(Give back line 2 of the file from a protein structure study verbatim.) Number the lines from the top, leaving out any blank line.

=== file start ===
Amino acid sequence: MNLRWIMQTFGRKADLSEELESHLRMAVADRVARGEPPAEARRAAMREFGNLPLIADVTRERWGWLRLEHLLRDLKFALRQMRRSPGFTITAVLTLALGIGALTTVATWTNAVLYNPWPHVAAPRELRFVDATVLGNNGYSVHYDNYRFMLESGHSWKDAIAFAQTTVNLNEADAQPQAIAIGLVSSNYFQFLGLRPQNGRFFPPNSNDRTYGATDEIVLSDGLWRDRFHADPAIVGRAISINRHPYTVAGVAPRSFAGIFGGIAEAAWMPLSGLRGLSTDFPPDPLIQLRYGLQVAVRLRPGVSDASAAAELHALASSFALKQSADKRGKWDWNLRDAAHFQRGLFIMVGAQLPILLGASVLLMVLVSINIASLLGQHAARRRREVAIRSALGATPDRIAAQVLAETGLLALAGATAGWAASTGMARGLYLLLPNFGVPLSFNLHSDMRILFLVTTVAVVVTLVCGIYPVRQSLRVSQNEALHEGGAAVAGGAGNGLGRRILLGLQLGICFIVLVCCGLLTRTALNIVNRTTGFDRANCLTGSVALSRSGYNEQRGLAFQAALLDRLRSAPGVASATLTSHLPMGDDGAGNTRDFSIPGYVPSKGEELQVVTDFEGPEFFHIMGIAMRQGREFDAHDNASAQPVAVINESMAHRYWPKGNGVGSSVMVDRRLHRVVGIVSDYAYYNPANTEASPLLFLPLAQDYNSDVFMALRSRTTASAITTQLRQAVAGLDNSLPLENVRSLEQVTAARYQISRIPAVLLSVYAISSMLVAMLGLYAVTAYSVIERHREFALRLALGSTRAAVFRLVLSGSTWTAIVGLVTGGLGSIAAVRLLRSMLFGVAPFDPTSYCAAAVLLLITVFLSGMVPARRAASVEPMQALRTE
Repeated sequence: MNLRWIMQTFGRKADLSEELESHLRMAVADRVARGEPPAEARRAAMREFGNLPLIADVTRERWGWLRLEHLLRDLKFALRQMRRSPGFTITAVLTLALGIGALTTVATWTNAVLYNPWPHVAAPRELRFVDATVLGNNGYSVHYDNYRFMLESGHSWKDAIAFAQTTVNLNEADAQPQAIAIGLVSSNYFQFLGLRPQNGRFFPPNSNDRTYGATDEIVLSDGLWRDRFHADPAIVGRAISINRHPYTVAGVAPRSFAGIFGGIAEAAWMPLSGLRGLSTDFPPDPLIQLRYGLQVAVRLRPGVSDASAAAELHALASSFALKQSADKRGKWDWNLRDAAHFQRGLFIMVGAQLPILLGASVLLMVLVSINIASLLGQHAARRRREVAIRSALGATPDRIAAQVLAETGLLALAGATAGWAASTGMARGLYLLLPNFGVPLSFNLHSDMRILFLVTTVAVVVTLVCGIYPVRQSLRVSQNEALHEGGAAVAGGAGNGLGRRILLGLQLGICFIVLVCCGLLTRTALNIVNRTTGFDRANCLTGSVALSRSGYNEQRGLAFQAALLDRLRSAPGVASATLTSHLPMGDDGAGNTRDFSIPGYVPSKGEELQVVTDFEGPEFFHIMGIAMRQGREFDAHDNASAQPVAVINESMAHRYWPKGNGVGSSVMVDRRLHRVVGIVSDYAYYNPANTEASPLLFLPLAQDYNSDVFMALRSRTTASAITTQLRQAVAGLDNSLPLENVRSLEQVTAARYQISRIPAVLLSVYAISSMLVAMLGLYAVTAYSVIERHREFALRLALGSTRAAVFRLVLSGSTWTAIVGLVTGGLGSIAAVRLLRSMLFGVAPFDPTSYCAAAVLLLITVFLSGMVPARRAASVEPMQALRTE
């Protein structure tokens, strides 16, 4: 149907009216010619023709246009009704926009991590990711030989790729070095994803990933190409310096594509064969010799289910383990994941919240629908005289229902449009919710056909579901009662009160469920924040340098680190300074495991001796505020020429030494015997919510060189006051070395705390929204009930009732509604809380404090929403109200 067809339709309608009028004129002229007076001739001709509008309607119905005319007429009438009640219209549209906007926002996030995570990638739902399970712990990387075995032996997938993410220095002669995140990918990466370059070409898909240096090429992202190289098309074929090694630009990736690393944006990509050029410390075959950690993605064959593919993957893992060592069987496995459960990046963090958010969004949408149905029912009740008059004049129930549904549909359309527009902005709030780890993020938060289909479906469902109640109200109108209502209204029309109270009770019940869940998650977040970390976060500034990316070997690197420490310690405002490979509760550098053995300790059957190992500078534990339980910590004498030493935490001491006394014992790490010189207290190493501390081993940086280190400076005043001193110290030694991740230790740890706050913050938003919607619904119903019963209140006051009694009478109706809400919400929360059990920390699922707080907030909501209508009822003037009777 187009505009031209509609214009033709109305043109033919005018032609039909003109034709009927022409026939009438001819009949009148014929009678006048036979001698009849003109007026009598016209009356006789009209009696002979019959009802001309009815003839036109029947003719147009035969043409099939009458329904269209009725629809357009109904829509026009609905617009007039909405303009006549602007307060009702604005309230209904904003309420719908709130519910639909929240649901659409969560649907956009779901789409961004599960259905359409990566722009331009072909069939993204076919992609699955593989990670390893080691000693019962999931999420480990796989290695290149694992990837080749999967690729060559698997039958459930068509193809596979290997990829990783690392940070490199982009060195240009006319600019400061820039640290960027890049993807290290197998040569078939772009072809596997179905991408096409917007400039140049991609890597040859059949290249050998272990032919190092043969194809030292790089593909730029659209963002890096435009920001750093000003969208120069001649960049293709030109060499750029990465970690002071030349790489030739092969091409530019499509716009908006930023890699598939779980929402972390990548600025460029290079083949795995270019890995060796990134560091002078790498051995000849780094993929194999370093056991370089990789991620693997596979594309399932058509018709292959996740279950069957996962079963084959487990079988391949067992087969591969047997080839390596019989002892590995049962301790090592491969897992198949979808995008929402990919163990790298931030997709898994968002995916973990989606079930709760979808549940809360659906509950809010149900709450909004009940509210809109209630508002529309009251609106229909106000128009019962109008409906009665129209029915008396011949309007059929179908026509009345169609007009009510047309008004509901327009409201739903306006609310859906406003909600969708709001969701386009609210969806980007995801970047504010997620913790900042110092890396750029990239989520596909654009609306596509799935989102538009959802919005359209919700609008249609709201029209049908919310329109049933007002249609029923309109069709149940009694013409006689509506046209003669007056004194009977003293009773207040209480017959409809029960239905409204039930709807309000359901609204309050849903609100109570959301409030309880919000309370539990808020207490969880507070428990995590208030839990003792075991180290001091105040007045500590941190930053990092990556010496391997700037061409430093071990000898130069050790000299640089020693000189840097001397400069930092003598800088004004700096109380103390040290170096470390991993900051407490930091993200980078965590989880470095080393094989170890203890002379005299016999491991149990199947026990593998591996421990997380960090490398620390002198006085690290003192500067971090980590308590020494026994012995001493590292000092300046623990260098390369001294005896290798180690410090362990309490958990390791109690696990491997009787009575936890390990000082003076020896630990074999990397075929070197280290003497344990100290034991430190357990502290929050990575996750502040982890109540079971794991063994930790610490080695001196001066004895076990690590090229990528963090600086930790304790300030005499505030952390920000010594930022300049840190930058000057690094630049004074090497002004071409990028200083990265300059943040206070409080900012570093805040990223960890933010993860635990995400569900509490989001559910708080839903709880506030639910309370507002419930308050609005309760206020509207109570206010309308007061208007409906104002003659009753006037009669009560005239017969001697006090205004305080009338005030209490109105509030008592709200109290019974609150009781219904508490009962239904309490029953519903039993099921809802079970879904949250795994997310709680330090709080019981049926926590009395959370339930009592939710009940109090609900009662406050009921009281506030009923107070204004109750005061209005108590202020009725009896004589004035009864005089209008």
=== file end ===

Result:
Repeated sequence: MNLRWIMQTFGRKADLSEELESHLRMAVADRVARGEPPAEARRAAMREFGNLPLIADVTRERWGWLRLEHLLRDLKFALRQMRRSPGFTITAVLTLALGIGALTTVATWTNAVLYNPWPHVAAPRELRFVDATVLGNNGYSVHYDNYRFMLESGHSWKDAIAFAQTTVNLNEADAQPQAIAIGLVSSNYFQFLGLRPQNGRFFPPNSNDRTYGATDEIVLSDGLWRDRFHADPAIVGRAISINRHPYTVAGVAPRSFAGIFGGIAEAAWMPLSGLRGLSTDFPPDPLIQLRYGLQVAVRLRPGVSDASAAAELHALASSFALKQSADKRGKWDWNLRDAAHFQRGLFIMVGAQLPILLGASVLLMVLVSINIASLLGQHAARRRREVAIRSALGATPDRIAAQVLAETGLLALAGATAGWAASTGMARGLYLLLPNFGVPLSFNLHSDMRILFLVTTVAVVVTLVCGIYPVRQSLRVSQNEALHEGGAAVAGGAGNGLGRRILLGLQLGICFIVLVCCGLLTRTALNIVNRTTGFDRANCLTGSVALSRSGYNEQRGLAFQAALLDRLRSAPGVASATLTSHLPMGDDGAGNTRDFSIPGYVPSKGEELQVVTDFEGPEFFHIMGIAMRQGREFDAHDNASAQPVAVINESMAHRYWPKGNGVGSSVMVDRRLHRVVGIVSDYAYYNPANTEASPLLFLPLAQDYNSDVFMALRSRTTASAITTQLRQAVAGLDNSLPLENVRSLEQVTAARYQISRIPAVLLSVYAISSMLVAMLGLYAVTAYSVIERHREFALRLALGSTRAAVFRLVLSGSTWTAIVGLVTGGLGSIAAVRLLRSMLFGVAPFDPTSYCAAAVLLLITVFLSGMVPARRAASVEPMQALRTE